Tuesday, August 12, 2014

Chin Grin

After Terry had cleaned it up and spread a reddish brown, homemade anti-bacterial solution with cayenne and other Native American wound treatments.

My latest tangle with the dishwasher door split my chin like an overripe plum, bruised my jaw and snapped my neck back with a crackle-pop that had me thinking for an endless second that I'd be looking to Christopher Reeves' last years for inspiration and motivation.

Once again sleep deprivation, ADD and visual impairment joined forces in an attempt to knock some sense into me.  When am I going to learn:

  • to always push in the rack and shut the dishwasher door if I'm going to turn away for anything other than to reach into the sink for another item
  • to always turn in place and get visual bearings before attempting to move in the new direction
  • to not be thinking ahead or about anything other than the task at hand when it involves the dishwasher door, knives, or anything hot--stove, oven, dishes, pans
  • to move with slow deliberateness always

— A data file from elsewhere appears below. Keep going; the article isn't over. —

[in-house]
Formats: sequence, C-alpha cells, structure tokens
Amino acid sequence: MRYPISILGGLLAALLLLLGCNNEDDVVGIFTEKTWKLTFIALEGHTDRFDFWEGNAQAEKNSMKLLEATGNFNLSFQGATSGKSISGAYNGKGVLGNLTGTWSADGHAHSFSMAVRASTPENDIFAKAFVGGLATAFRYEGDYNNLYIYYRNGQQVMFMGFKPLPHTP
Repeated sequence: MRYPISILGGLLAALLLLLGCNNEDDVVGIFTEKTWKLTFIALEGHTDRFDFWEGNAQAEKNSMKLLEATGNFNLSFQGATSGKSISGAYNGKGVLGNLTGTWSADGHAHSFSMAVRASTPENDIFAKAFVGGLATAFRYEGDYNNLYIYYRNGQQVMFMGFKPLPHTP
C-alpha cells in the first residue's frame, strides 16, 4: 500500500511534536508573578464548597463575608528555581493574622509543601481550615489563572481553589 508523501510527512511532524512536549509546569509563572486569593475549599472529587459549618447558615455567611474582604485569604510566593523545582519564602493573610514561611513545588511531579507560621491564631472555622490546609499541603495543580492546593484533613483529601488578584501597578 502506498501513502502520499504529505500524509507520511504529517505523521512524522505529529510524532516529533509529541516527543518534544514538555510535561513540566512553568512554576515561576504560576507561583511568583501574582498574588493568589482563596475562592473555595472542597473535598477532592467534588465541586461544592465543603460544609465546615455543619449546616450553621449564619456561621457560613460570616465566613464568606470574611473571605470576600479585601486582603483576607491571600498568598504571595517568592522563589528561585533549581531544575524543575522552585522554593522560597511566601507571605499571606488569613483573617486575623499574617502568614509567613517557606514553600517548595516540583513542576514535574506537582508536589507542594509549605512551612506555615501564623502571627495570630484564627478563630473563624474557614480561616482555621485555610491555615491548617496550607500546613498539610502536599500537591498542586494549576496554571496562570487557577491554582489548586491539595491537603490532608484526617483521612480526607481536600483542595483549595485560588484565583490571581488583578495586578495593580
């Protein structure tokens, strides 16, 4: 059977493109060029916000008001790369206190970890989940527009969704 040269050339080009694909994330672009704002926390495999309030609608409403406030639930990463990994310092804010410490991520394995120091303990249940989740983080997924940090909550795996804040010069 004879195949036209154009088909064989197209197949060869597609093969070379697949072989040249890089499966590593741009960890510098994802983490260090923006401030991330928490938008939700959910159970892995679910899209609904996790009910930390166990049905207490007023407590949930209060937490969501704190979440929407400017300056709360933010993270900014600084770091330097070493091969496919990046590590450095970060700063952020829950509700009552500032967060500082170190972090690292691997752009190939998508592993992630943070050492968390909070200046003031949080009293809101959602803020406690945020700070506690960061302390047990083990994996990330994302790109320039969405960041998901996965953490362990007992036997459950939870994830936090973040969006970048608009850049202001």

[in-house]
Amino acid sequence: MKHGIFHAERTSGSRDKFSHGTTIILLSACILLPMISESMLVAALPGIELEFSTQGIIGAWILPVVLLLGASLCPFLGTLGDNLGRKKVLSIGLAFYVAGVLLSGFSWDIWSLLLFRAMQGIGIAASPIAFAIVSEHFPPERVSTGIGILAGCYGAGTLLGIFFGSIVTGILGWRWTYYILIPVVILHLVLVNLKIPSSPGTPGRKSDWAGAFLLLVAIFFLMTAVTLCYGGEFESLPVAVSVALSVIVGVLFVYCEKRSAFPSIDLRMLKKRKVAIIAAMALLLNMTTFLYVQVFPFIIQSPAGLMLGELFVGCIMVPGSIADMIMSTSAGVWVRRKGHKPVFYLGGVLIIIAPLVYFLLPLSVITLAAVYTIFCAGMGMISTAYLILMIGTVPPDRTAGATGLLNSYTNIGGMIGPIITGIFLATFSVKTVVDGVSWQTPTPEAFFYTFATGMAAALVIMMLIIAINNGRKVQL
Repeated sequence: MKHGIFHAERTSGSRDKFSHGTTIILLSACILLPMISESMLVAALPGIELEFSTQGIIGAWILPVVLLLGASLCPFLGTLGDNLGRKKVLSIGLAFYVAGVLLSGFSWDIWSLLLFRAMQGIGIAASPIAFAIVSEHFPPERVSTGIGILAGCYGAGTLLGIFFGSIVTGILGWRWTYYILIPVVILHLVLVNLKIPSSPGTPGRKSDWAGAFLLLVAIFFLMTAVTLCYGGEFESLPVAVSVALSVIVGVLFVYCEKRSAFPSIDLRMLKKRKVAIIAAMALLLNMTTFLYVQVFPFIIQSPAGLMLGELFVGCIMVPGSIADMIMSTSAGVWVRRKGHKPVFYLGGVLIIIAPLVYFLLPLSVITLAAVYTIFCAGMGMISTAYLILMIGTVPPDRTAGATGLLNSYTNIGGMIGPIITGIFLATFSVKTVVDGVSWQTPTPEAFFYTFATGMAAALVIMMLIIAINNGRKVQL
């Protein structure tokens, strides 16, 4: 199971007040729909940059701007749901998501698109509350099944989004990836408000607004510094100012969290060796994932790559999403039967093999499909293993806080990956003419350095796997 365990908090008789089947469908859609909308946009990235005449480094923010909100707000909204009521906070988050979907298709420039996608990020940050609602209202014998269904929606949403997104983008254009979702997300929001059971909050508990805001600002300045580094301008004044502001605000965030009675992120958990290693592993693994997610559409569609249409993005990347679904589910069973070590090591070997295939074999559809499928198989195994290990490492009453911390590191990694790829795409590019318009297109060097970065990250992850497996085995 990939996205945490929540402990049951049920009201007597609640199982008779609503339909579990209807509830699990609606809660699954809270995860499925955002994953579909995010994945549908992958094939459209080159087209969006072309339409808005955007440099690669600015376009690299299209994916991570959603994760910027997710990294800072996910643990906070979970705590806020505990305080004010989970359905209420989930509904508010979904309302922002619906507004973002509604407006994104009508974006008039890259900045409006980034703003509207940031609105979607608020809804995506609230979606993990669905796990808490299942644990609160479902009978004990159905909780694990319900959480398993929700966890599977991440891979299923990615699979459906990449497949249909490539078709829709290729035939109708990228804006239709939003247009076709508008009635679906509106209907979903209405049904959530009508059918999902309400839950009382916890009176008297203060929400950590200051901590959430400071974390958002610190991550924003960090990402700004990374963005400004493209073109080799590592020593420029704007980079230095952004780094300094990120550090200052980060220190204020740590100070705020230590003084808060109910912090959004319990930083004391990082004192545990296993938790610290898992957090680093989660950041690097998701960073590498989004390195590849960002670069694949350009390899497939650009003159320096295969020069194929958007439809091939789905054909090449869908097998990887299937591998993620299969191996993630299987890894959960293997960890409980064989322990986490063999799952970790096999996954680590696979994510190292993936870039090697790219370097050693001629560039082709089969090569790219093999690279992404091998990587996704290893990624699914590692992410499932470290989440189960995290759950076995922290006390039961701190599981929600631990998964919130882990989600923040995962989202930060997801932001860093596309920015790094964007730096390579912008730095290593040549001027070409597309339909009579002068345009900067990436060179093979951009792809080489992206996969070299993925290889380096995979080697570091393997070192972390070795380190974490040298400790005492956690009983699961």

I'd just served Mom's lunch tray and had gotten a deep pan out of the dishwasher that I needed to put the artichoke to soak that I was going to fix for dinner.  It had wilted a bit and I hoped soaking it would revive it.

I put the pan in the sink, the artichoke in the pan and ran the pan full of water.  Having forgot to shut the dishwasher door immediately, I had now forgotten it was open so when I turned right to head to my desk to grab my Nexus so I could read to Mom while she ate there it was and it was too late to stop my motion.

I was in mid step with my left foot off the floor as I twisted right on the right foot when my right knee encountered the bottom rack and...well, I now have a concrete and visceral understanding of the cliche, 'getting the pins knocked out from under me'.